This is an excellent perk as you can try out the two different styles and decide what you like best instead of being stuck with only one product to choose from. 

Another added bonus is that SPD SL clips come in three colors, each representing different degrees of float. There are yellow, red, and blue; the three colors range from zero to six degrees float. 

Whether you have joint pain or want the highest amount of power transfer, you’ll be able to find exactly what you need. 

More Comfortable

If you’re an experienced cyclist, you’ll probably know by now that most cycling shoes are not super comfortable. Due to this reason, you’ll want to ensure your cleats are somewhat comfortable. 

Many people prefer SPD cleats as they are small and narrow. Look Delta remains secondary in this area as they are wider. 

Since SPD cleats are less bulky, they are often more comfortable and less noticeable. Furthermore, many cyclists prefer SPD recessed cleat shoes for walking.

SPD SL Cleats Fit Some High-end Cycling Shoes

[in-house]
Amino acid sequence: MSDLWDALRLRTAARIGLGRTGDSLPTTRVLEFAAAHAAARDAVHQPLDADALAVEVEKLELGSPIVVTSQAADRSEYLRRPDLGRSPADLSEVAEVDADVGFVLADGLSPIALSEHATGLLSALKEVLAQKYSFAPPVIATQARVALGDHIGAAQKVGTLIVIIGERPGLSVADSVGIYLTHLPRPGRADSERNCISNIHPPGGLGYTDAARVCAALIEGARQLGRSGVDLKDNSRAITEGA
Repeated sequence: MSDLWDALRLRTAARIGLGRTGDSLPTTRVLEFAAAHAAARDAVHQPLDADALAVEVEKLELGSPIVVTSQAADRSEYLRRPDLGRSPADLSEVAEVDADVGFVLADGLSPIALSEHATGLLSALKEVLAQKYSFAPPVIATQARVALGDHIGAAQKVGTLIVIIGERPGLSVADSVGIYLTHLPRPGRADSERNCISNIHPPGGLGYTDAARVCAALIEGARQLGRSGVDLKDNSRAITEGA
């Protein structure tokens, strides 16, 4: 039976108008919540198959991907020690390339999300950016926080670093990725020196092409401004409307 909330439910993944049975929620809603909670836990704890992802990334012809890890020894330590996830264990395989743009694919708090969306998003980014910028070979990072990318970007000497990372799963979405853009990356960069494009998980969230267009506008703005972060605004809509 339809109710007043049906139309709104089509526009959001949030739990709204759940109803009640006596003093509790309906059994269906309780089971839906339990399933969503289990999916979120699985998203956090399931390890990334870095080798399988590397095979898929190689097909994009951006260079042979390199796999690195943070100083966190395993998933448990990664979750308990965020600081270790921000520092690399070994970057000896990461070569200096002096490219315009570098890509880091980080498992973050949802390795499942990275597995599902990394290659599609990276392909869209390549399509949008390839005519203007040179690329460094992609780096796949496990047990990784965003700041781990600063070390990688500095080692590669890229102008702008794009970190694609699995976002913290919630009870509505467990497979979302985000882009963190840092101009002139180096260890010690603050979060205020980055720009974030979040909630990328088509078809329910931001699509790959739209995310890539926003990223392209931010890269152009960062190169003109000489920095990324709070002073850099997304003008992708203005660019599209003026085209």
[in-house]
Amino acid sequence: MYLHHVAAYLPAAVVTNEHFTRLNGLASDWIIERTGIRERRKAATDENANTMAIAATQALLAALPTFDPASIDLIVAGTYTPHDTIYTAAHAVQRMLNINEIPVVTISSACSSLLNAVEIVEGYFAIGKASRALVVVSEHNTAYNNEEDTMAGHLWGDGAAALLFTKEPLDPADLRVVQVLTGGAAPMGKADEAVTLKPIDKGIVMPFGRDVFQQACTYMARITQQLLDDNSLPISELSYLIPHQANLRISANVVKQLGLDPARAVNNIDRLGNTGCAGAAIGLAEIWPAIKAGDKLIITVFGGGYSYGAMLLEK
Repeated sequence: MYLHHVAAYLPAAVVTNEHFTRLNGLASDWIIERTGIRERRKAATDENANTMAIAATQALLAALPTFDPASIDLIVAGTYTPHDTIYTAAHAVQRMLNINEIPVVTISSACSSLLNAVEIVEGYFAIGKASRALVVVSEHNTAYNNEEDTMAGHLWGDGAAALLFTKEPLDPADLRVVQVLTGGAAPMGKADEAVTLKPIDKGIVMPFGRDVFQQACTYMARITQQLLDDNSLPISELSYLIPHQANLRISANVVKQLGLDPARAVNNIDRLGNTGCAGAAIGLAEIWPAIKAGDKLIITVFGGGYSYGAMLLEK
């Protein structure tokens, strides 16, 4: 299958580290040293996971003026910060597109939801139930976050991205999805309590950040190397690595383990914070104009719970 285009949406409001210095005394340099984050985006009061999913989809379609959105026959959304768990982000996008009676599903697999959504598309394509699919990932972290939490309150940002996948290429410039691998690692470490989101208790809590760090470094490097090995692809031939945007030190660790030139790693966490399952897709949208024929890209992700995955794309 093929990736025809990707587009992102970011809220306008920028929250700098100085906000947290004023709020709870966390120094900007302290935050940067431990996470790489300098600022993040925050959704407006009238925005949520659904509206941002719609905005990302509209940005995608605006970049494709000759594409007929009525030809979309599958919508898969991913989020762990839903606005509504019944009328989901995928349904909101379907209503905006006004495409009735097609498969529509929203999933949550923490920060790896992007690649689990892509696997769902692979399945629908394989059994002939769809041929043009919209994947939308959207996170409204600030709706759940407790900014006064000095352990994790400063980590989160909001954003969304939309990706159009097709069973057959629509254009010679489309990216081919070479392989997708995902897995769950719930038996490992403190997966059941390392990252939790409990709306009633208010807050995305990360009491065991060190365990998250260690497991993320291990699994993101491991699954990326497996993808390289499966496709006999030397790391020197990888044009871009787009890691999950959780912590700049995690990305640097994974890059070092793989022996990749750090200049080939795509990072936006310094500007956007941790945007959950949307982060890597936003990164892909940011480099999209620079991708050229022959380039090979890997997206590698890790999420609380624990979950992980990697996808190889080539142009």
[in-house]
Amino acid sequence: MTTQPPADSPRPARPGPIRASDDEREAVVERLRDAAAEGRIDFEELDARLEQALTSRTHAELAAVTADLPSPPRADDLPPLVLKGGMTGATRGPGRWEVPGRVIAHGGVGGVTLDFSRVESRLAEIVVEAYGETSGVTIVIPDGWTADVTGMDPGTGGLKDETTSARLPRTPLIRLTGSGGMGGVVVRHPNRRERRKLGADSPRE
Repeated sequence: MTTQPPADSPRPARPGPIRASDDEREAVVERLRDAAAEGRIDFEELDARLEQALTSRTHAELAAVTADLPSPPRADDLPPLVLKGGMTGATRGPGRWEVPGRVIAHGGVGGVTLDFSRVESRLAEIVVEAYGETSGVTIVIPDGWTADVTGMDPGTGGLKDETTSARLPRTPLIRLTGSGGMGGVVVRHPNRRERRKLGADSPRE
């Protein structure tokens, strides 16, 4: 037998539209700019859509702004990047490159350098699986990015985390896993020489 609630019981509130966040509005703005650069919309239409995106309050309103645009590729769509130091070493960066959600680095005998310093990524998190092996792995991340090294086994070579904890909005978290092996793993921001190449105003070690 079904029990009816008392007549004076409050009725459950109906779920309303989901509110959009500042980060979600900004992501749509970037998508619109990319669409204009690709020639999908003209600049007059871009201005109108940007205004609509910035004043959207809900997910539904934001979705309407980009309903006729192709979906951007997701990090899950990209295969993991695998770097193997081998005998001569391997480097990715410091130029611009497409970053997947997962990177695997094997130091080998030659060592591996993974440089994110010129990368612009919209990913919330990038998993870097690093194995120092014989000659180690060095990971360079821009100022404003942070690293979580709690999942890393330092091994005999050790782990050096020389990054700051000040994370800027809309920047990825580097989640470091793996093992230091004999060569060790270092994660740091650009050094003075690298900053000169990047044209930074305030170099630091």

A main benefit of Look Delta cleats is that they tend to fit higher-end cycling shoes, while SPD cycling shoe clips tend to fit lower-quality shoes. 

However, you can get the best of both worlds if you prefer the Shimano cycling cleat. SPD SL clips can fit shoes that some Delta clips can, which will be of higher quality. So if you want to get into more professional biking or racing, you can do so with the SPD cleat system. 

Won’t Last as Long

One downside of SPD cleats is that they may not last as long as Look Delta cleats. First, since SPD clips are typically paired with lower-quality cycling shoes, that may affect their lifespan. Most importantly, many people walk in their SPD shoes, leading to more wear and tear. 

Delta Cleat Pros and Cons

When it comes to Delta vs SPD, there are many pros and cons to consider. This section will explore Delta cleats and help you determine which brand will work better. Let’s dive in. 

Offers More Stability

Since most Delta pedal systems are made for three-hole cleats, the pedal itself is wider. This, in turn, offers more stability for the rider, which helps with power transfer. Delta shoes also have a rigid outsole, increasing stability and durability.